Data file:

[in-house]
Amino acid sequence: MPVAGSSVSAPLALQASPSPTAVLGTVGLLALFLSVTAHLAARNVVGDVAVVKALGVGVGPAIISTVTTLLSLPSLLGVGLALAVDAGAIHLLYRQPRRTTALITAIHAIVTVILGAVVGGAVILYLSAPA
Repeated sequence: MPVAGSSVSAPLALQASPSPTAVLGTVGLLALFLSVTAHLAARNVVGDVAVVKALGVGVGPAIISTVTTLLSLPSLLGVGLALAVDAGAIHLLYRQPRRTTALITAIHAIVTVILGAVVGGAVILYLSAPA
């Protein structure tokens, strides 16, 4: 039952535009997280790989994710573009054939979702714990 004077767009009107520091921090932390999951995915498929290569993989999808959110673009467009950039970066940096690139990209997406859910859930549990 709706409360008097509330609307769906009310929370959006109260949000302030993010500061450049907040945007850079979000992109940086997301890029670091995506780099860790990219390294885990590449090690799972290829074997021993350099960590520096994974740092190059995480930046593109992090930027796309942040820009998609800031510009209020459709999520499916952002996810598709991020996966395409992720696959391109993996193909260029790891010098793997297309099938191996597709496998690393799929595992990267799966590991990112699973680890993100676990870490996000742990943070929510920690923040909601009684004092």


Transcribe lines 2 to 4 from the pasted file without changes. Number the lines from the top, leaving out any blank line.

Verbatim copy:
Amino acid sequence: MPVAGSSVSAPLALQASPSPTAVLGTVGLLALFLSVTAHLAARNVVGDVAVVKALGVGVGPAIISTVTTLLSLPSLLGVGLALAVDAGAIHLLYRQPRRTTALITAIHAIVTVILGAVVGGAVILYLSAPA
Repeated sequence: MPVAGSSVSAPLALQASPSPTAVLGTVGLLALFLSVTAHLAARNVVGDVAVVKALGVGVGPAIISTVTTLLSLPSLLGVGLALAVDAGAIHLLYRQPRRTTALITAIHAIVTVILGAVVGGAVILYLSAPA
């Protein structure tokens, strides 16, 4: 039952535009997280790989994710573009054939979702714990 004077767009009107520091921090932390999951995915498929290569993989999808959110673009467009950039970066940096690139990209997406859910859930549990 709706409360008097509330609307769906009310929370959006109260949000302030993010500061450049907040945007850079979000992109940086997301890029670091995506780099860790990219390294885990590449090690799972290829074997021993350099960590520096994974740092190059995480930046593109992090930027796309942040820009998609800031510009209020459709999520499916952002996810598709991020996966395409992720696959391109993996193909260029790891010098793997297309099938191996597709496998690393799929595992990267799966590991990112699973680890993100676990870490996000742990943070929510920690923040909601009684004092």